Economic analysis plays an increasingly important role in prevention research. In this article, we describe one form of economic analysis, a cost analysis. Such an analysis captures not only the direct costs of an intervention but also its impact on the broader social costs of the illness or problem targeted. The key question is whether the direct costs are offset by reductions in the other, morbidity-related costs, such as the use of expensive services. We begin by describing how economists think about costs. We then outline the steps involved in calculating the costs of delivering an intervention, including both implicit and explicit costs. Next we examine methods for estimating the morbidity-related costs of the illness or problem targeted by the intervention. Finally, we identify the challenges one faces when conducting such an analysis. Throughout the article, we illustrate key points using our experiences with evaluating the Fast Track intervention, a multiyear, multicomponent intervention targeted to children at risk of emotional and behavioral problems.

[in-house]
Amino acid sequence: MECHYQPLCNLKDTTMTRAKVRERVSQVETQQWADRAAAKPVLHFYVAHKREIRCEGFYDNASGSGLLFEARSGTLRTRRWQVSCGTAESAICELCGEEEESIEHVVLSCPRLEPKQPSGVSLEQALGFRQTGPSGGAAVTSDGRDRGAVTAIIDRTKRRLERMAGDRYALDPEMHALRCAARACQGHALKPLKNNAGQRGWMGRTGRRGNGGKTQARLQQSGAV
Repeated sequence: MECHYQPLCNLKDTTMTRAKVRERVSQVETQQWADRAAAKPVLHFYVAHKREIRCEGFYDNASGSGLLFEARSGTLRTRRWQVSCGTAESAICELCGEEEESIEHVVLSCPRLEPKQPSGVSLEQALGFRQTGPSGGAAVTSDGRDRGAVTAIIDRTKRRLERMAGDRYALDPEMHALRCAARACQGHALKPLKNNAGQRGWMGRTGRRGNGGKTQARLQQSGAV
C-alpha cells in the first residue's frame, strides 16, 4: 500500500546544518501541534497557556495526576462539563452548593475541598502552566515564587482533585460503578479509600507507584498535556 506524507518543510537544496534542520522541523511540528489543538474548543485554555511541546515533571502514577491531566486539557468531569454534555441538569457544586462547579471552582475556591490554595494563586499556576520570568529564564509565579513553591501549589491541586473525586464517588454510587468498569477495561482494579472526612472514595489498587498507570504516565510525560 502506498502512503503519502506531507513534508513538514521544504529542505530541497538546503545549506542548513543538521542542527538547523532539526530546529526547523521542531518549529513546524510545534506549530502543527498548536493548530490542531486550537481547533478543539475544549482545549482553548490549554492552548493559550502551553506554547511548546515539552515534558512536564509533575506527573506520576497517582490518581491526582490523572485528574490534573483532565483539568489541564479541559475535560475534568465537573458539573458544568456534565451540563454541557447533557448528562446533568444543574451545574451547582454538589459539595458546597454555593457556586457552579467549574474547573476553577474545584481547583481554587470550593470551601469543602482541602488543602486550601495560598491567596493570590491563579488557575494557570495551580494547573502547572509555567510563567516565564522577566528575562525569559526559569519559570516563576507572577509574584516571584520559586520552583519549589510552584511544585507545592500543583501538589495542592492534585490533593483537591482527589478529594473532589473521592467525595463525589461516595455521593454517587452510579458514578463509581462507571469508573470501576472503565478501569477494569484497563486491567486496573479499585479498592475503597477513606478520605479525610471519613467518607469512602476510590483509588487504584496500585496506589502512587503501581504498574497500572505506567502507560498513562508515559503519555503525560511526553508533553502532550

All Science Journal Classification (ASJC) codes
- Developmental and Educational Psychology
- Applied Psychology
- Life-span and Life-course Studies